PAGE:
# OpenGL Quality of a sprite based game

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Hey guys. I'm almost done writing a framework for a game. Making a 2D game, I've read some material on the web and realized two options I have are making it sprite based or doing it in 2D projection in OpenGL, since I'm targeting windows, android and iOS. I've decided to go with sprites for the initial version but I'm a bit worried of the graphics quality that can be achieved with sprites. I'm sure there are nice examples of sprite games that look awesome, but there's a buzz in my mind about it. "Sure you can achieve awesome looks with sprites" you would say, but my definition of awesome might differ from yours. I picked sprites over OpenGL because of animation simplicity and actually simplicity overall. I want to start small and not get caught in something I can't get out of, since I'm doing the whole game myself. So... What should I expect from sprites regarding quality(looks)?

Mercurial

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A: Yes it can look good, and second, B: what exactly are you trying to make? and C: what other alternative are you thinking about? I'm asking so we can compare for your particular situation,

The quality depends, of course, on drawing skills. But also about the chosen style and consistency of the graphical content. When chosing sprites, don't expect to make photo-realistic graphics. For cartoonish graphics though, it can work out really well. In facts, making your world, characters and animations look cartoonish, is easier to achieve with sprites. Because the shapes are more curvy / organic compared with polygon objects, and you have more freedom with the animations. Not that its impossible to do with 3D, but that requires high skills.

Speaking of skills, when chosing 3D, the overall difficulty to make things look *good* is higher. So unless you have plenty of time to create a "next-gen" engine + the artists that can make the content, a 3D engine will quickly look outdated when people compare it to Crysis, Unreal, or whatever we got. This is less of a problem when going for 2D. At least... if you can pick a specific, consistent style. And since you also aim for mobile devices, you can't make too complex 3D stuff anyway.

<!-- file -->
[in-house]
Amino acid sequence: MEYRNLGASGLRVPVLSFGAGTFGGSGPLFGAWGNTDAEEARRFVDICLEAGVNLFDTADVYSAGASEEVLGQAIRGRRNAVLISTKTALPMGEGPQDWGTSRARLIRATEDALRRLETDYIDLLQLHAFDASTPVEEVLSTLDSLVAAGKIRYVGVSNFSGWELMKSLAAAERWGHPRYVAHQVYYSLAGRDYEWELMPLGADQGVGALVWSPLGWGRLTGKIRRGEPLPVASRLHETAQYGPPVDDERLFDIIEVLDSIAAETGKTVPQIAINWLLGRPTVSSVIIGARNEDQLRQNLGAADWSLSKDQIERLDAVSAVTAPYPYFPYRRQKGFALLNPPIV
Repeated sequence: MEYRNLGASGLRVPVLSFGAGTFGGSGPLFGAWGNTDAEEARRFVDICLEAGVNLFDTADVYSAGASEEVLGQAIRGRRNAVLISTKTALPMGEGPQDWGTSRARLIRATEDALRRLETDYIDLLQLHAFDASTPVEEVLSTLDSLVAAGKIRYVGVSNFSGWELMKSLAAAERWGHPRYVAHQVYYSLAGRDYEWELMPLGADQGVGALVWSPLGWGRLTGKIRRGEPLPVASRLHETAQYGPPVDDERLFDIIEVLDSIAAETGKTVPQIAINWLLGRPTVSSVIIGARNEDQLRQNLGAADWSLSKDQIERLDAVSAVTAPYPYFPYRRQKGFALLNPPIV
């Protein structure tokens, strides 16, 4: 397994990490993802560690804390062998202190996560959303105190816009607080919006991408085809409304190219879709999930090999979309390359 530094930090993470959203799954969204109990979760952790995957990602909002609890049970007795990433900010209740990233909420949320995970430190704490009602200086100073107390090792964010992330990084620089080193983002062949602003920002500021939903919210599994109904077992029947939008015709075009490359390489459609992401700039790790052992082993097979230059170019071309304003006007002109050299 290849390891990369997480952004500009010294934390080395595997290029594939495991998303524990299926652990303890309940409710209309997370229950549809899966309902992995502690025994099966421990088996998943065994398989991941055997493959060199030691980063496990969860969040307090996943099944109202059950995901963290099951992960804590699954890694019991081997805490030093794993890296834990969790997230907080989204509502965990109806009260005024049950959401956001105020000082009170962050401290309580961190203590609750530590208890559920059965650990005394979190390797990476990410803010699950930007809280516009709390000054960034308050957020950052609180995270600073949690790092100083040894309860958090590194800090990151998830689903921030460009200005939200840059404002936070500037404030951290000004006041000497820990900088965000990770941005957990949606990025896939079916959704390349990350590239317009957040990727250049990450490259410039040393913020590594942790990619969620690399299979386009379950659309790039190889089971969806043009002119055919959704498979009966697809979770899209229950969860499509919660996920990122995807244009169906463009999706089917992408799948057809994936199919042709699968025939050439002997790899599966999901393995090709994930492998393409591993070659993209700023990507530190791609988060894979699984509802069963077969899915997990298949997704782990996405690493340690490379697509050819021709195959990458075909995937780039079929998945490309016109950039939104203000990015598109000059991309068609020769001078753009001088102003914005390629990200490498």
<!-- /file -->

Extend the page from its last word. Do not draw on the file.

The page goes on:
As for the technical aspect to make things look good, consider lighting as one of the most important factors. In 3D, there are a lot of options to simulate somewhat realistic lighting. Shadowmaps, geometric shapes, normal/specular mapping, (baked) GI, and so on. With sprites, this is a bit harder to achieve because your scene is literally flat, and thus lacking information you would need for proper lighting. Although a cartoonish style may not need realistic "correct" lighting, you still may need some tricks to get it look cool instead of flat and dull.

This is probably the reason why platform games are often semi-3D. Using a mixture of 3D shapes and sprites. Don't forget you can still use OpenGL for a 2D looking game. But as said, making a 3D engine requires more work in general. So if you don't really need it...

Greets,

Rick

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There are games out there that have very high definition sprites, take a look at the sprites from Skullgirls and Shank for example.

or

Both games use 2D sprites

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@Rick: Hey there. Well, alternatives I was considering was OpenGL and just making a 2D projection from above. It's a tower defense game. Indeed it should have a cartoonish look, not realistic.

@6B!: Those two look awesome! But as Rick said, it depends on drawing skills alot.

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A Tower Defense game. I would just make it 2D. Because you will likely reach your goal faster (= making the game), it likely runs better on mobile devices, and most important, drawing topview walking characters or towers likely looks better than using (low poly) 3D models. Just compare old RTS games (Command & Conquer, ...). I found the drawed sprite ones look better than their 3D counterparts. Because sprites can show any complex drawing, while with low-poly models, you are stuck to more simplistic shapes. Same with lighting & animations.

I don't know what you are using right now, but OpenGL can draw transparent quads (sprites) just as well. Neither are you forced to use all kinds of complex shaders or lights. In other words, with OpenGL, you can do what any 2D engine can do as well. So if you like the way how GL works, you can still decide to go for GL of course. And since GL works on those mobile devices as well, its not such a crazy choice.

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Yeah I've worked with OpenGL ES on an iOS project at work, actually. So I would make a quad, apply sprite texture, and perhaps do post effects using shaders?

I'm using SFML at the moment. It's more of a make a game and learn than anything else. I've tried to detach all the drawing code from game code, so If i choose to change the graphics engine, I just have to write implementations for drawing classes etc.

I will probably stick with sprites, just would like to consider other options.

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